Archive for the ‘Mold’ Category

A Comprehensive & Practical Review of Mold Toxicity & Its Complications

https://www.betterhealthguy.com/nathancrista2021

I had the opportunity to attend “A Comprehensive & Practical Review of Mold Toxicity and its Complications” held online on April 24-25, 2021.  This event was a wonderful collaboration between Neil Nathan, MD and Jill Crista, ND.

Disclaimer: Nothing in this text is intended to serve as medical advice. All medical decisions should be made only with the guidance of your own personal licensed medical authority.

Disclaimer: This information was taken as notes during the training course and may not represent the exact statements of the speakers. Errors and/or omissions may be present.

Note: As this information may be updated as any errors are found, I kindly request that you link to this single source of information rather than copying the content below. If any updates or corrections are made, this will help to ensure that anyone reading this is getting the most current and accurate information available.

Go to top link for article and notes

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For more:

Mold toxicity is a big deal and needs to be addressed before some Lyme/MSIDS patients experience improvement.  Again, Lyme literate doctors are educated in these issues.

In-Depth Look at the Dangers of Mold Toxicity

https://holtorfmed.com/articles/immune-health/an-in-depth-look-at-the-dangers-of-mold-toxicity

In-Depth Look at the Dangers of Mold Toxicity

3/31/21

By Holtorf Medical Group

Mold is a type of fungus that grows in the form of multicellular filaments called hyphae. There are tens of thousands of mold species that have evolved to survive harsh conditions. Mold reproduces by means of small, lightweight spores that travel through the air. These spores contain toxic chemicals called mycotoxins that can be inhaled and lead to mold toxicity.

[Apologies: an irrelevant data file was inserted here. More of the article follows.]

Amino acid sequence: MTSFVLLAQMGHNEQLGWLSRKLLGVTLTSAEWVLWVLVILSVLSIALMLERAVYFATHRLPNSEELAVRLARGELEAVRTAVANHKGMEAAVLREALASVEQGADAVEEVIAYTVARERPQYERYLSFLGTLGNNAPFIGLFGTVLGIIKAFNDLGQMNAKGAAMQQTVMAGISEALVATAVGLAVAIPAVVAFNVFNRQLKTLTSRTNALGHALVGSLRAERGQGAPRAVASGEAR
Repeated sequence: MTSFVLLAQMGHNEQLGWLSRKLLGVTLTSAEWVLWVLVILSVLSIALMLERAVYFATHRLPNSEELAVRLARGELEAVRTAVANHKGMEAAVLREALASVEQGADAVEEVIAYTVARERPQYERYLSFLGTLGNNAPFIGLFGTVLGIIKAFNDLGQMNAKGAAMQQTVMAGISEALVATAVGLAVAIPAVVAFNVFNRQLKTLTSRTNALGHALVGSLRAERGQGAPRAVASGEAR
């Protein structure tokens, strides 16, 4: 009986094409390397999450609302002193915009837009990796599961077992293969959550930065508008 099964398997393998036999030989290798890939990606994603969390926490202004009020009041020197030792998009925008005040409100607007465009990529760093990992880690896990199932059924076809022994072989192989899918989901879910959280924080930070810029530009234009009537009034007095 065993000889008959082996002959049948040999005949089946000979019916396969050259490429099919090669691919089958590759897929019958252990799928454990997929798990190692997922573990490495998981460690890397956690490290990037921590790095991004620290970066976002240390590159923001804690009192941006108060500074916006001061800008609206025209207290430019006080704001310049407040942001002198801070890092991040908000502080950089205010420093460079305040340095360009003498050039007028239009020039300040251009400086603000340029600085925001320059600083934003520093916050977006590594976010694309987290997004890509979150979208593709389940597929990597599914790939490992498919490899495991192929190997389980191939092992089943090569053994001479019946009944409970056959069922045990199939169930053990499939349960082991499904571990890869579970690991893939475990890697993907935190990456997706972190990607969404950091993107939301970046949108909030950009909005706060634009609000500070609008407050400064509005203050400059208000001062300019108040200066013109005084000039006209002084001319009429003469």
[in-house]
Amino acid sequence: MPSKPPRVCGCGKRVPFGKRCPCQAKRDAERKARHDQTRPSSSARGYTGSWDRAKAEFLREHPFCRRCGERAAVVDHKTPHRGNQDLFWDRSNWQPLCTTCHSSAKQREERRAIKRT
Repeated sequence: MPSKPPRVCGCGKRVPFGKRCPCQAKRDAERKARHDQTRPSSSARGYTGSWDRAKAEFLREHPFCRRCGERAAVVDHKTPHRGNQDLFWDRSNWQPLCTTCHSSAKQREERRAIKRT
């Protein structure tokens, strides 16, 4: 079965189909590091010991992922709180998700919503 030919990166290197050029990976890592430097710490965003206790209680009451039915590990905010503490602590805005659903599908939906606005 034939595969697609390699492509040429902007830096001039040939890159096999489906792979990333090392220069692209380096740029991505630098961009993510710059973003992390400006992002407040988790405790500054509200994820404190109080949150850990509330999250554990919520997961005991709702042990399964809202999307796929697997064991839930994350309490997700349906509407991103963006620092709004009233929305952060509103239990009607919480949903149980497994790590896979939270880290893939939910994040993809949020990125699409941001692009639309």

Mold toxicity is a very prevalent and underdiagnosed condition that can consist of a variety of symptoms. Although anyone can suffer from mold toxicity, 25% of the population is particularly vulnerable due to a genetic predisposition that inhibits the clearance of biotoxins.

Learn about sources of mold, how mold affects the body, and more below.

Sources

Because mold grows on organic matter, it is an increasingly common part of our environment and people can be exposed in a variety of ways. Mold is able to feed on the moisture and warmth of its surroundings, leading to the release of mold spores and volatile organic compounds (VOCs). In fact, research suggests that mold can surface anywhere after just two days of moisture exposure.

Outdoor sources of mold include:

  • Stagnant water sources
  • Forests, beaches
  • Playgrounds
  • Sidewalks

Unfortunately, mold is also commonly found indoors, which is typically more harmful as mold spores can accumulate in higher concentrations due to a lack of airflow. Mold spores can enter homes, schools, and workplaces by attaching to clothing, shoes, or pets. Additionally, homes in climates where it frequently rains or that reside near the water are more likely to develop mold as they are exposed to moisture more often. It is common for mold to be found in damp bathrooms, basements, carpets, tiles, drywall, washing machines, and dishwashers. Some of the most common varieties of indoor mold are Aspergillus, Cladosporium, and Stachybotrys atra, all of which are considered black mold.